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March 12, 2014

European Parliament Objects to European Commission’s Definition of Engineered Nanomaterials in Food

Lynn L. Bergeson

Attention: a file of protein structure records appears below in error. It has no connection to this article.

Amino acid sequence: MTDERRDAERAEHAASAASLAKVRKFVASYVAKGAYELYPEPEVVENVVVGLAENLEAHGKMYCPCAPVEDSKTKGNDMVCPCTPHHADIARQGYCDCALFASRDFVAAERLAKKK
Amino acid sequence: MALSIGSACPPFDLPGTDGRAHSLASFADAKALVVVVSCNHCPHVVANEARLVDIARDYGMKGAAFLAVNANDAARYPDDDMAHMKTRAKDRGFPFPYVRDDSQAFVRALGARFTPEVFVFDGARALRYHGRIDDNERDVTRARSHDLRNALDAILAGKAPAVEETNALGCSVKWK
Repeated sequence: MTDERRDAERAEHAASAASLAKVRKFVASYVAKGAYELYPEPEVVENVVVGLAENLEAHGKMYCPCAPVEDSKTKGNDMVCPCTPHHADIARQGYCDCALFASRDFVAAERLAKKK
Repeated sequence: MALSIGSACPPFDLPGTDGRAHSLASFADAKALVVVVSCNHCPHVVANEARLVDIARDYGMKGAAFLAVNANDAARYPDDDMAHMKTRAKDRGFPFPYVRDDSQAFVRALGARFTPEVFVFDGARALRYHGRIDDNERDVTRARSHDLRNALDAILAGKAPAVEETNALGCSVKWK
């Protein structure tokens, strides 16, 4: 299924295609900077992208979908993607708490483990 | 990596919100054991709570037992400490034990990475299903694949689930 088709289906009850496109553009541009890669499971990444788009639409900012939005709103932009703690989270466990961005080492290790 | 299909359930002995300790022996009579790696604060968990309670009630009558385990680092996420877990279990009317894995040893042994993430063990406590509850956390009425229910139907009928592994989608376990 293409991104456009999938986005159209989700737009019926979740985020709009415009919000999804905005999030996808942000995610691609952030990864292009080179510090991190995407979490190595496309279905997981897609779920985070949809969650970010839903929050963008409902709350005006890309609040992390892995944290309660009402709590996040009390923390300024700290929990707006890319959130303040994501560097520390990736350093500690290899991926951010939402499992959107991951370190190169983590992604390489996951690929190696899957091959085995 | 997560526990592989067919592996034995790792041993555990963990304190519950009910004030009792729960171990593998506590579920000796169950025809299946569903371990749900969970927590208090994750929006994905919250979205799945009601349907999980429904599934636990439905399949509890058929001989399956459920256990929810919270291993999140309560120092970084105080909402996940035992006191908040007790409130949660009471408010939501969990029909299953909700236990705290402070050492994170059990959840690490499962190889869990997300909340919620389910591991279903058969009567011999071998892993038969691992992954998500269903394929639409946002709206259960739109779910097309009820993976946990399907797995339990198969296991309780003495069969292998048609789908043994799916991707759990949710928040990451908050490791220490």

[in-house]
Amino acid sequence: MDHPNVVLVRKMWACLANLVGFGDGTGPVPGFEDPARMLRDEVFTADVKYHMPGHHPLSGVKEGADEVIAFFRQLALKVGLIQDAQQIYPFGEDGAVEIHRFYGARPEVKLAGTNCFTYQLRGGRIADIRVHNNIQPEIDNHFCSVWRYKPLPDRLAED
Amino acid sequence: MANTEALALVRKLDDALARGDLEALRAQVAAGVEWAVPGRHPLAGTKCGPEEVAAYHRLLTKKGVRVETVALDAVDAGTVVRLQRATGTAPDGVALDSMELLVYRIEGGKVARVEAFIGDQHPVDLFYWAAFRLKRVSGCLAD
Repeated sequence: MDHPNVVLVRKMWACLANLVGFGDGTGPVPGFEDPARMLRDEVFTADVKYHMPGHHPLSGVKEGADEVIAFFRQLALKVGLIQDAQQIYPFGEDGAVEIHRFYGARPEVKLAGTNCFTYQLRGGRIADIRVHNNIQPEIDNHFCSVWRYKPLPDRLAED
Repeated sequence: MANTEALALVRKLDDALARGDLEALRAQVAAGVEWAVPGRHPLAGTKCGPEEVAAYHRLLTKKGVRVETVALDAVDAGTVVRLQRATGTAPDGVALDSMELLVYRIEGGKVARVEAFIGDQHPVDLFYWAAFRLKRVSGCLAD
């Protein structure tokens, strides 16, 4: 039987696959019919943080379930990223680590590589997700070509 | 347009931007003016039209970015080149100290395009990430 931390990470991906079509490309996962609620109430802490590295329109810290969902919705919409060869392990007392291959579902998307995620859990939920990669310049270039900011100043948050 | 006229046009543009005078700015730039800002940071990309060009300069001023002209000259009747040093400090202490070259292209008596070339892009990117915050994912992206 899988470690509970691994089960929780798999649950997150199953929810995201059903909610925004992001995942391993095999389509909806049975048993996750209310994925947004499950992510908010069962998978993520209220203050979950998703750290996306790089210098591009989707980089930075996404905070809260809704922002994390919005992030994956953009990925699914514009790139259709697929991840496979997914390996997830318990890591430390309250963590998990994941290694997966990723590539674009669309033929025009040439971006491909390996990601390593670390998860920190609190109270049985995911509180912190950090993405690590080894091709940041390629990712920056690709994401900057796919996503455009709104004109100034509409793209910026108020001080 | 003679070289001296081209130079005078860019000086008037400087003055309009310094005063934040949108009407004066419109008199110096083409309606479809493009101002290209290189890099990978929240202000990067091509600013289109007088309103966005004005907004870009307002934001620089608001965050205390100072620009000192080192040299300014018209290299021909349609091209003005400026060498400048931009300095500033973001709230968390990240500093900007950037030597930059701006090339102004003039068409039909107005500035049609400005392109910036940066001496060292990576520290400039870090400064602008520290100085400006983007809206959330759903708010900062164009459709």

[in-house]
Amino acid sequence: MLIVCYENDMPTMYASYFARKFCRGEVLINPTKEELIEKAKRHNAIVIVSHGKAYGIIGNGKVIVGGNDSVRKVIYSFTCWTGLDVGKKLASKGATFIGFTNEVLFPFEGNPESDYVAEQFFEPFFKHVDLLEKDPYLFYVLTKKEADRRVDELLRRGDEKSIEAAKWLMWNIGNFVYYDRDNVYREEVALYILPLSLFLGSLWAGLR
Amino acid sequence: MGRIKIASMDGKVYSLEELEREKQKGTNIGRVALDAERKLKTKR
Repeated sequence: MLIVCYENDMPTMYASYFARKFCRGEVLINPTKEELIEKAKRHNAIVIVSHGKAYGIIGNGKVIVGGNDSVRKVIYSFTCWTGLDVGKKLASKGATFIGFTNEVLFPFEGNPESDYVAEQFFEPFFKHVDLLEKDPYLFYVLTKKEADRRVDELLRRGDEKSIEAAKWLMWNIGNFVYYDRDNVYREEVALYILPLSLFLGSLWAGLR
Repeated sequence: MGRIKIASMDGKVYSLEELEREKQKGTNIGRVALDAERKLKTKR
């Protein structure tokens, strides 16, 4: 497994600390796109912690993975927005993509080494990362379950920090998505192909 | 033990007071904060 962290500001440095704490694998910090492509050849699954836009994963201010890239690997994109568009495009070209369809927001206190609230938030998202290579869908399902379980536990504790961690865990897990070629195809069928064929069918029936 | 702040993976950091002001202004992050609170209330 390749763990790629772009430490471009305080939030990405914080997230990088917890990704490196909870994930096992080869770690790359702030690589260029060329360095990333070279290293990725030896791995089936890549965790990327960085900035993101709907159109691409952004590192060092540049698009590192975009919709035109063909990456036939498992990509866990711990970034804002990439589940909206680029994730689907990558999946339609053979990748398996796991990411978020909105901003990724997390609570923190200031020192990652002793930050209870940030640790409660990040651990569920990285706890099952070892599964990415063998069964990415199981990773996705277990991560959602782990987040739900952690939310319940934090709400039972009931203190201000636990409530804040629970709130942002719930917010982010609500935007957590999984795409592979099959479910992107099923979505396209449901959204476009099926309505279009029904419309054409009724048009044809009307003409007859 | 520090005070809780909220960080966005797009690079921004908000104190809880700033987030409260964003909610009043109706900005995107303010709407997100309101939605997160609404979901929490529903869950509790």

The European Parliament (EP) passed a resolution on March 12, 2014, that objects to the European Commission’s (EC) proposed regulation that would define “engineered nanomaterials” in food. According to the EP’s press release, the EC’s proposed regulation “would grant a blanket exemption from food-labelling requirements for nano-additives already on the market.” The press release quotes EP Member Carl Schlyter, who is credited for the EP’s “scrutiny” of the proposed regulation, as stating: “The EP has repeatedly called for proper nano-labelling and it is highly surprising that the Commission even tried to weaken what has been decided by both Parliament and the Council.  Consumers have the right to know and make their own choice.  They do not want the Commission to do that for them.  That is why today’s vote is important.”  The press release states that the EC’s justification for the exemption, that consumers might assume that existing food additives being labeled as “nano” were new to the market, is “erroneous and irrelevant.”